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There were ugly scenes outside Headingley before Pakistan

World Cup marred by ugly scenes at Headingley as rival Pakistan and Afghanistan fans come to blows while others try to force entry

  • Pakistan and Afghanistan fans clashed before their World Cup tie on Saturday
  • Social media was awash with video footage of clashes including a mass brawl 
  • There was also disturbing images of fans trying to storm the gates at Headingley
  • Pakistan won the match by chasing down Afghanistan’s target set at 228 
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The World Cup was marred by ugly scenes at Headingley on Saturday as fighting broke out between rival Pakistan and Afghanistan fans and dozens more tried to force their way into the ground.

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Social media was awash with video footage of incidents, including a mass brawl on Kirkstall Lane, a supporter inside the stadium kicking out at stewards after being restrained and, perhaps most disturbingly, a storming of the gates on St Michael’s Lane in a bid to gain entry.

Others scaled the walls behind the western terrace to do so but in acknowledging the multiple attempts made, an International Cricket Council spokesperson said those who did breach security ‘were immediately escorted out of the venue with no significant issues’ and that the mass charge had been repelled by ground staff.

There were ugly scenes outside Headingley before Pakistan's match with Afghanistan

There were ugly scenes outside Headingley before Pakistan’s match with Afghanistan

Other fans tried to force entry into the ground while there was a pitch invasion at match's end

Other fans tried to force entry into the ground while there was a pitch invasion at match's end

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Other fans tried to force entry into the ground while there was a pitch invasion at match’s end

Those found to be sitting in seats not designated to them were ejected while another melee ensued under the Carnegie pavilion, and in full view of the pitch, in the 48th over as Pakistan closed in on a 228-run total and a vital two points in their bid for a semi-final place.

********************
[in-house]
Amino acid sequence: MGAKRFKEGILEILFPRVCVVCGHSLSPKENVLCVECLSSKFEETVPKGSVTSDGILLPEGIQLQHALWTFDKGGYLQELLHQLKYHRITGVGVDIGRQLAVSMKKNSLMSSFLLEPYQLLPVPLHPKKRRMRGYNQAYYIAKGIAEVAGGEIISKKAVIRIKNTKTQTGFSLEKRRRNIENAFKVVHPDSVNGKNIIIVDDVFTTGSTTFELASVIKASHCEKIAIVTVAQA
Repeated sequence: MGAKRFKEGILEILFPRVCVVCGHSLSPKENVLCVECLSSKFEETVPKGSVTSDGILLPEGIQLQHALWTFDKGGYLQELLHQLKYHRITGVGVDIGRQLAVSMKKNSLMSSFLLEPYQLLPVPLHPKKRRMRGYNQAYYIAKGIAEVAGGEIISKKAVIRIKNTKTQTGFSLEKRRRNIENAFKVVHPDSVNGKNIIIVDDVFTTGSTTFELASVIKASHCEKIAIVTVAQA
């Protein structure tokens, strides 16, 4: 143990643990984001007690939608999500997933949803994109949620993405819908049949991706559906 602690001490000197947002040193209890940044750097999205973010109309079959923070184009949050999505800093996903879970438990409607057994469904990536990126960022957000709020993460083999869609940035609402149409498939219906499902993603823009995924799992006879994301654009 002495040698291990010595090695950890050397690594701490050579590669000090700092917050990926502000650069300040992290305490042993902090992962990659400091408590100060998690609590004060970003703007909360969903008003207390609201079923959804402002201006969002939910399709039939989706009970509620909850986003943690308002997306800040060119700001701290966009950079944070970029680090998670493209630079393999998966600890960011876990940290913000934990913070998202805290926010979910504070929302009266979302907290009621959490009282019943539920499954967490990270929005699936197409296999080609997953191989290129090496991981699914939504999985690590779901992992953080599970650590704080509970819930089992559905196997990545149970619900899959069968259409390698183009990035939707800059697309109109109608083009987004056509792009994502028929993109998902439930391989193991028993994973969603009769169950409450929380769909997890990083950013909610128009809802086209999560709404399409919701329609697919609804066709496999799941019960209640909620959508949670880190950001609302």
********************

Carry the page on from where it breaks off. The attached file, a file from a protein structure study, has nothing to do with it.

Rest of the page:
Trouble started early in Leeds, before the majority of a near sell-out 17,800 crowd had made their way to the stands.

‘The International Cricket Council are aware of a small number of incidents at Headingley that have overshadowed the great cricket and wonderful support from the majority of fans.’ an ICC spokesperson said on the incident. ‘We worked with the venue security and police throughout the day to ensure any issues were dealt with as efficiently as possible. 

‘We constantly review our security plans and will continue to do so to ensure we’re providing the safest possible environment for fans to enjoy the ICC Men’s Cricket World Cup. We will not tolerate this type of behaviour, and will take appropriate action against any anti-social behaviour that spoils the enjoyment for the majority of fans. 

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‘The ICC Men’s Cricket World Cup has been a fantastic celebration of cricket so far and it would be a shame if these isolated incidents, that are not common in our sport, overshadowed this thrilling game. We remind all spectators we exercise zero tolerance on incidents of crowd disorder and will take appropriate action.’ 

Pakistan won a thrilling contest as they chased down Afghanistan's 227 with two balls to spare

Pakistan won a thrilling contest as they chased down Afghanistan's 227 with two balls to spare

Pakistan won a thrilling contest as they chased down Afghanistan’s 227 with two balls to spare 

Fans inside the 17,500 ground created a raucous atmosphere throughout the game

Fans inside the 17,500 ground created a raucous atmosphere throughout the game

Fans inside the 17,500 ground created a raucous atmosphere throughout the game

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The majority of the Afghanistan team learnt their cricket in refugee camps on the Pakistan border but yesterday’s conduct between opposing supporters was arguably more reflective of the increasing political angst between the neighbouring countries.

Authorities remained tight-lipped on the security detail for the fixture but the police operation was not of the complex level for Pakistan’s defeat to India earlier in the tournament. 

Such behaviour is rare on the international cricket scene, where supporters habitually intermingle. However, wary of the potential for trouble, tournament organisers decided to increase the number of stewards on duty on Saturday from England’s recent loss to Sri Lanka by 60.